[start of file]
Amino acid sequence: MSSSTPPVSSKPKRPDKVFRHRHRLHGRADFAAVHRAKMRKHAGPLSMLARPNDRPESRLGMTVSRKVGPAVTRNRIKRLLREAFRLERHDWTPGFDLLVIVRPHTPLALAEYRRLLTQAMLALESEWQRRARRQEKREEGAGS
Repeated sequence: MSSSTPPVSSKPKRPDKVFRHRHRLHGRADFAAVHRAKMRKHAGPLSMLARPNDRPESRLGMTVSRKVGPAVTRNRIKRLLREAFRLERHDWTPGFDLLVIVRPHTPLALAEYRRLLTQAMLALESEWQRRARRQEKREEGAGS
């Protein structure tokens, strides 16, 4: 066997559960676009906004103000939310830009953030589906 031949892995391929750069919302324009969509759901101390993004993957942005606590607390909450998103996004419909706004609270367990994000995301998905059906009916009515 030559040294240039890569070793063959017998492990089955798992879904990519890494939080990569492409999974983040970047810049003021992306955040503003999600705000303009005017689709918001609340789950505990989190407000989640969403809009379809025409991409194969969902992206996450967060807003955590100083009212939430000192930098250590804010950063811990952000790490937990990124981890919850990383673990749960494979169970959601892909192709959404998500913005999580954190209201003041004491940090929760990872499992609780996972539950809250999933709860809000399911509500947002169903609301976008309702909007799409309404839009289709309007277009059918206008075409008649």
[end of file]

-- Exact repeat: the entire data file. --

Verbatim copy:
Amino acid sequence: MSSSTPPVSSKPKRPDKVFRHRHRLHGRADFAAVHRAKMRKHAGPLSMLARPNDRPESRLGMTVSRKVGPAVTRNRIKRLLREAFRLERHDWTPGFDLLVIVRPHTPLALAEYRRLLTQAMLALESEWQRRARRQEKREEGAGS
Repeated sequence: MSSSTPPVSSKPKRPDKVFRHRHRLHGRADFAAVHRAKMRKHAGPLSMLARPNDRPESRLGMTVSRKVGPAVTRNRIKRLLREAFRLERHDWTPGFDLLVIVRPHTPLALAEYRRLLTQAMLALESEWQRRARRQEKREEGAGS
């Protein structure tokens, strides 16, 4: 066997559960676009906004103000939310830009953030589906 031949892995391929750069919302324009969509759901101390993004993957942005606590607390909450998103996004419909706004609270367990994000995301998905059906009916009515 030559040294240039890569070793063959017998492990089955798992879904990519890494939080990569492409999974983040970047810049003021992306955040503003999600705000303009005017689709918001609340789950505990989190407000989640969403809009379809025409991409194969969902992206996450967060807003955590100083009212939430000192930098250590804010950063811990952000790490937990990124981890919850990383673990749960494979169970959601892909192709959404998500913005999580954190209201003041004491940090929760990872499992609780996972539950809250999933709860809000399911509500947002169903609301976008309702909007799409309404839009289709309007277009059918206008075409008649």